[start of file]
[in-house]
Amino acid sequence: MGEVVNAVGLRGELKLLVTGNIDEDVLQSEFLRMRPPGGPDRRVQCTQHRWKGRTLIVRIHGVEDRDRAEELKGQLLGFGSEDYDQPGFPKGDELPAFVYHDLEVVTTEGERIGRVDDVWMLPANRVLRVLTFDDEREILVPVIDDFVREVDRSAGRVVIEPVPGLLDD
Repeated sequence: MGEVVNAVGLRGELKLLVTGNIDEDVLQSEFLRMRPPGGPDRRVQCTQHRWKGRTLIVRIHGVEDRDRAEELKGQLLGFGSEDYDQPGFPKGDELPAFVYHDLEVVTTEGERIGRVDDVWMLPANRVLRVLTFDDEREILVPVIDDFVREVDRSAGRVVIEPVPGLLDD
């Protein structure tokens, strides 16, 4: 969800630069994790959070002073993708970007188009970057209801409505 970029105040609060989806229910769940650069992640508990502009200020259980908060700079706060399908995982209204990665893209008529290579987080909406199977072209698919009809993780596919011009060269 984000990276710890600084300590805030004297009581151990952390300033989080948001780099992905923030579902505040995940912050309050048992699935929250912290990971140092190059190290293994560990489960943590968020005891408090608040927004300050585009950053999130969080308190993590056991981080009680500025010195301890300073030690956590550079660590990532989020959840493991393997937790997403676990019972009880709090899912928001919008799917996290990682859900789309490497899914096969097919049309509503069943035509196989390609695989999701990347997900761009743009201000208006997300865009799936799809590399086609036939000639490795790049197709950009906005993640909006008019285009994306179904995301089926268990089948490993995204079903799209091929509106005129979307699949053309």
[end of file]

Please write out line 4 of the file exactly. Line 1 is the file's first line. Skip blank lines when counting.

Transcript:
């Protein structure tokens, strides 16, 4: 969800630069994790959070002073993708970007188009970057209801409505 970029105040609060989806229910769940650069992640508990502009200020259980908060700079706060399908995982209204990665893209008529290579987080909406199977072209698919009809993780596919011009060269 984000990276710890600084300590805030004297009581151990952390300033989080948001780099992905923030579902505040995940912050309050048992699935929250912290990971140092190059190290293994560990489960943590968020005891408090608040927004300050585009950053999130969080308190993590056991981080009680500025010195301890300073030690956590550079660590990532989020959840493991393997937790997403676990019972009880709090899912928001919008799917996290990682859900789309490497899914096969097919049309509503069943035509196989390609695989999701990347997900761009743009201000208006997300865009799936799809590399086609036939000639490795790049197709950009906005993640909006008019285009994306179904995301089926268990089948490993995204079903799209091929509106005129979307699949053309």